OnCuba Magazine 36th Edition

August-September

Magazine suscription

Nights in the Lab

I spent long days and nights in the labs, hallways…rooms of the Pedro Kourí Institute of Tropical Medicine (IPK) while I was studying microbiology in the University of Havana and was getting my thesis ready in one of the many research lines that were being developed at the time to find a vaccine against dengue.

At the IPK the normal working days ended at 6 p.m., but frequently an experiment required that we stay until the next day, or the other. I remember very long hours of reading, numberless steps that made an experiment last throughout an entire dawn, and meanwhile, gatherings: from literature to music, from politics to the prices in the agricultural market, always with the multiple theories a scientist can have about each thing.

I was greatly surprised by many of my professors, eminent scientists with published books and recognized theories and who, nevertheless, walked along those hallways just like I did, had lunch in the same canteen and adhered to the same schedule. There were also the youths who were buildings their lives, almost without leaving the lab.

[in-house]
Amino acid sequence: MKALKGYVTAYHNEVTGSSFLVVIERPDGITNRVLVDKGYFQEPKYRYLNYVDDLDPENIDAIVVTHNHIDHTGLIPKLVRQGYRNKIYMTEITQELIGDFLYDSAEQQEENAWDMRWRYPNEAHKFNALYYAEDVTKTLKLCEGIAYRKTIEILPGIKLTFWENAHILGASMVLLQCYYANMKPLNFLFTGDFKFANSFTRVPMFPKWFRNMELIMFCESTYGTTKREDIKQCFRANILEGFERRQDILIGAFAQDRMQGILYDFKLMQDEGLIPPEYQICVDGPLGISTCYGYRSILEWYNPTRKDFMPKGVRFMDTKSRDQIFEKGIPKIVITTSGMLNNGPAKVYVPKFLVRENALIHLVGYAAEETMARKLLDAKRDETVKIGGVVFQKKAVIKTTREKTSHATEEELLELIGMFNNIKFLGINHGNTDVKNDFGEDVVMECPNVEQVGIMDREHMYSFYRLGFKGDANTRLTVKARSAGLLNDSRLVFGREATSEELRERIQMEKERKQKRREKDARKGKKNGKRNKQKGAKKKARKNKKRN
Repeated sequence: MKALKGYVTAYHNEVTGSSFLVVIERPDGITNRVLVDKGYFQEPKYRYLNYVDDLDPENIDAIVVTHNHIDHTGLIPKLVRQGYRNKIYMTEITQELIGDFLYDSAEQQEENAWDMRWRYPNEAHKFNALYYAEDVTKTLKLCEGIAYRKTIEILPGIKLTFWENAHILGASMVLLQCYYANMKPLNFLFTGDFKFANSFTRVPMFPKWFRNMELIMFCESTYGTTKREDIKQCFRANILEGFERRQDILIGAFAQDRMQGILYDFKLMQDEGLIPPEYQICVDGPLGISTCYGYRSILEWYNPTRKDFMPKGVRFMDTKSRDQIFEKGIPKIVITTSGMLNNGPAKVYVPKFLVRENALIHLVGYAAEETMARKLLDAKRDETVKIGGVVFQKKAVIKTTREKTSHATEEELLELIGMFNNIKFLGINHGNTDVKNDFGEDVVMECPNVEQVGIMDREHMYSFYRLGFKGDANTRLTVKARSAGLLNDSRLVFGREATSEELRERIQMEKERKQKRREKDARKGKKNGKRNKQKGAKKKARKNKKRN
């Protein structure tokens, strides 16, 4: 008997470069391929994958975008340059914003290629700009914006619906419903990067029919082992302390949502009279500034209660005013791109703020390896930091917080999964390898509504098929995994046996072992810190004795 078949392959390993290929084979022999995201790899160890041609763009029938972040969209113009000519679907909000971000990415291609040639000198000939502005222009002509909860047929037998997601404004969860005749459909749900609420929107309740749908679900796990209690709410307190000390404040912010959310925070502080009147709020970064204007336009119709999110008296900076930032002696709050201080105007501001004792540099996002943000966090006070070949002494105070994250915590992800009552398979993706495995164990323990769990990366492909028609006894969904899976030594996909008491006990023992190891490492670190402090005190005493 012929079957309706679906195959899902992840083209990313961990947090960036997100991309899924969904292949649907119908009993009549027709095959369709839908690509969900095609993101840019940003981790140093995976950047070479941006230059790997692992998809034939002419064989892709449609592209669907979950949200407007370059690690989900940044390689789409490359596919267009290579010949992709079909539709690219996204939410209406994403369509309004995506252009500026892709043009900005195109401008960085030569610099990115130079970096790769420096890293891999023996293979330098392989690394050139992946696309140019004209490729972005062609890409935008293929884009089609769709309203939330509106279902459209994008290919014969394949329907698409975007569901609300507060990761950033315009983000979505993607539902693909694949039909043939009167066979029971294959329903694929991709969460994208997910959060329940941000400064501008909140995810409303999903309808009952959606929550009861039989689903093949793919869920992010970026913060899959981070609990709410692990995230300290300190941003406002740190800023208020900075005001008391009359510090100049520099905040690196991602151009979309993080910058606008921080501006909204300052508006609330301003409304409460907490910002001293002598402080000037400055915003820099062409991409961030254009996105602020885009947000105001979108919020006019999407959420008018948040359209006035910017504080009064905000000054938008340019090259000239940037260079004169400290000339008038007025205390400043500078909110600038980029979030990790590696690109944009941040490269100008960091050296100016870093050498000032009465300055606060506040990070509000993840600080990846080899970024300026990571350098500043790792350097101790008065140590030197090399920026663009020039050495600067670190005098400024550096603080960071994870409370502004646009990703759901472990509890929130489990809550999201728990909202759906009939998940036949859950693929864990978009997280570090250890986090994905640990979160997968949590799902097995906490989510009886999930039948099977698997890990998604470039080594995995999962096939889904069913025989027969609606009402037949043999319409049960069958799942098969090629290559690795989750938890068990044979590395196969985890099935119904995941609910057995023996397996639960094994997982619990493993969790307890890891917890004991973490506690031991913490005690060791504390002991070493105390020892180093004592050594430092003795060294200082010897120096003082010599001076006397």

In that place I learned, I fell in love, I met friends…and was able to live with persons in love with their work, for whom time seemed to not be enough. They are behind the many smiles of children, mothers and grateful families.

In this edition of OnCuba I want to especially recommend a feature about the results of Cuban biotechnology, an area that stands out on the island thanks to the strategy carried out by the Cuban government to promote science and technology, especially in the health area, and which is showing achievements comparable to those of highly developed countries.

The results of Cuban biotechnology are there, present in medicines, vaccines and in the scientific advances that dissimilar medical investigations contribute. We in OnCuba join the wishes of President Obama himself for the legislations approved by U.S. Congress, which hinder the development of Cuba’s biotechnological industry and prevent the people of the United States from benefitting from its excellent results, to be eliminated.

Tahimi Aboleya

Directora editorial

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